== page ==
February 8, 2019
Clinical Contributors to this Story
Stacy Doumas, M.D. contributes to topics such as Parenting, Women’s Health, Behavioral Health, .
By Steve Bove
On paper, it seems simple. I mean, you know how extraordinary your kids are; therefore, by singing their praises at every turn, they will too, right? Boom. Confidence, check.
Of course, any parent will tell, the reality of nurturing self-esteem in children involves a bit more nuance than simply heaping on praise. (Though that part helps.)
So, the question remains; how does a parent cultivate a firmly rooted, well-balanced sense of self-esteem necessary for their child’s transition into a happy, well-adjusted adult?
“There’s no such thing as ‘too much’ love for a child, but it’s also important to foster self-esteem that’s healthy and balanced,” says Stacy Doumas, M.D., residency program director & vice chair of education in the Department of Psychiatry at Jersey Shore University Medical Center. “Start by talking to your kids. Be supportive, but be realistic.”
According to Dr. Doumas, one of the biggest mistakes many parents make is being too critical.
“Healthy self-esteem is about knowing one’s own strengths – and weaknesses,” Dr. Doumas says. “Talk to them, talk about their strengths and what makes them unique. Let them know things don’t always work out, and it’s normal to not be good at everything.”
“It’s important they know your love is unconditional and they’re free to thrive in a safe, supportive environment where it’s okay to make mistakes,” she adds.
According to Dr. Doumas, every child comprises a unique amalgam of likes and dislikes, strengths and weakness, traits and values, genetics and temperament, and embracing these rough edges is key for developing self-esteem with deep roots and plenty of room to blossom.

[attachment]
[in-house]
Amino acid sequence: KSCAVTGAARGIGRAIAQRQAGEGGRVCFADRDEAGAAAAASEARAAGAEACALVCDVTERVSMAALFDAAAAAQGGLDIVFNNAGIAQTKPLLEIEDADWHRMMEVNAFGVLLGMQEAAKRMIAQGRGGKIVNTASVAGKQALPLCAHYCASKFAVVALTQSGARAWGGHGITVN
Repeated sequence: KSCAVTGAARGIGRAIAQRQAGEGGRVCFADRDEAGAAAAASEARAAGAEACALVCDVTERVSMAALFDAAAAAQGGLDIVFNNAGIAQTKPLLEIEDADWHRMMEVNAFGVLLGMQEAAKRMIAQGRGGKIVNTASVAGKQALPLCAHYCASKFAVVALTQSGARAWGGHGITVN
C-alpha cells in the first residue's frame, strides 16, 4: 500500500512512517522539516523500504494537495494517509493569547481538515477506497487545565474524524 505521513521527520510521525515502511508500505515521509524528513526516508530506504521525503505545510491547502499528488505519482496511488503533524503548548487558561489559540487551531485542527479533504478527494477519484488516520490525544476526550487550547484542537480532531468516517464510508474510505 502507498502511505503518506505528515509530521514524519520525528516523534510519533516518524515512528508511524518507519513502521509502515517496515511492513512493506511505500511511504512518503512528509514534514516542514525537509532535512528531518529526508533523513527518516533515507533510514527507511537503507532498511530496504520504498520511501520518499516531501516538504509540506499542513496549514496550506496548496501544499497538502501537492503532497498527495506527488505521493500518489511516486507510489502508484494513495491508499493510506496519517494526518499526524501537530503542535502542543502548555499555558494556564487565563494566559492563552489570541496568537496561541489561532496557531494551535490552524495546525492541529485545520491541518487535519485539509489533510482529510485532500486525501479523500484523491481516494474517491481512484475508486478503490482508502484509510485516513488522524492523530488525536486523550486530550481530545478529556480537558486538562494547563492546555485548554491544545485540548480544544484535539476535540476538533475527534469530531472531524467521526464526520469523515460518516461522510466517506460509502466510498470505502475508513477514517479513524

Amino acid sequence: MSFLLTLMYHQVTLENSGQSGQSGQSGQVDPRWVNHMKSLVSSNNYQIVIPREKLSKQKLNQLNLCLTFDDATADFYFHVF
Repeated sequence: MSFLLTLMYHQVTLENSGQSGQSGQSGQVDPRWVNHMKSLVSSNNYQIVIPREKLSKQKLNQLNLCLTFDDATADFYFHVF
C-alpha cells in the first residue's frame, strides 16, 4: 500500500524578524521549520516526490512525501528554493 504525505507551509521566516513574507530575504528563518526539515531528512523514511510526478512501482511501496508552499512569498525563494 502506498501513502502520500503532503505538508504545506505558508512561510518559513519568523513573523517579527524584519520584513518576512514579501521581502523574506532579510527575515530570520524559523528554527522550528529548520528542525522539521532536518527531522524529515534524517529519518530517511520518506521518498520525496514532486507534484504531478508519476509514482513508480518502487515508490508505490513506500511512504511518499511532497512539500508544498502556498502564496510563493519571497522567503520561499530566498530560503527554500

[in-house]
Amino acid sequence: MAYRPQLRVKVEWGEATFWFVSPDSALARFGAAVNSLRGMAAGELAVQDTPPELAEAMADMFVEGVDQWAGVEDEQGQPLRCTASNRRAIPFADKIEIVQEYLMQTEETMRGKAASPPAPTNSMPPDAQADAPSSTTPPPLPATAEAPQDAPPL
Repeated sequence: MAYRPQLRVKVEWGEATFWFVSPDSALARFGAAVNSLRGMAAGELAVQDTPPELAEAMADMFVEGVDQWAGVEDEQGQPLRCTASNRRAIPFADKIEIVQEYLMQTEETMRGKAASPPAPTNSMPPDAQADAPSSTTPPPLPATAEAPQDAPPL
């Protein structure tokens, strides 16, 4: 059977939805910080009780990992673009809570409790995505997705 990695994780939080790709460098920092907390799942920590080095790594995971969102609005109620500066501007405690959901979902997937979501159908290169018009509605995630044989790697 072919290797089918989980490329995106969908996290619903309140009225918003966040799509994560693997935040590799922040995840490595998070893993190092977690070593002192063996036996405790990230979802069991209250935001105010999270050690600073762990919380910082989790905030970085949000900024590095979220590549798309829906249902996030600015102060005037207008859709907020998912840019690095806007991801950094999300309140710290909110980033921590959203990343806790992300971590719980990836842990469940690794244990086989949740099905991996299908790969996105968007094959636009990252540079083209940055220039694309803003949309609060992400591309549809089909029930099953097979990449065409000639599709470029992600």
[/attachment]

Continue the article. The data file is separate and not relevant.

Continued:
“Encourage your child to pursue things they’re interested in. Let them make decisions for themselves, and encourage them to finish what they start,” she says. “Not only will you be nurturing more confident, happier children, you’ll be helping your kids develop tools they’ll take with them throughout life. You’ll also have faith in their ability to approach difficult or challenging situations with their heads held high.”
Getting Specific…The above offers some broad concepts to help guide your role as a parent, but below are some specifics that might apply to your day-to-day.
- Assign some chores. If you can find a few age-appropriate jobs for your child to do around the house, it can help them feel productive and accomplished.
- Carve out one-on-one time. If you have multiple kids, schedule some alone time with them. This gives them the opportunity to talk about their feelings or any personal interests, and helps you get to know them better.
- Let them make their own choices. Simple things, like picking out what pajamas or shoes they want to wear will make them feel like they have some power, and also helps them understand that there are consequences when you make bad decisions – like wearing flip flops in the rain.
- Encourage sports or other extra-curricular activities. Research shows sports and other physical activities help build confidence in kids. Just listen to a child’s likes and dislikes. If it’s not working out don’t put pressure on your child to continue.
If you’re concerned that your child is suffering from issues that might hinder their self-esteem, speak to their pediatrician, or seek help from a mental health professional. To find a provider, visit HackensackMeridianHealth.org.
The material provided through HealthU is intended to be used as general information only and should not replace the advice of your physician. Always consult your physician for individual care.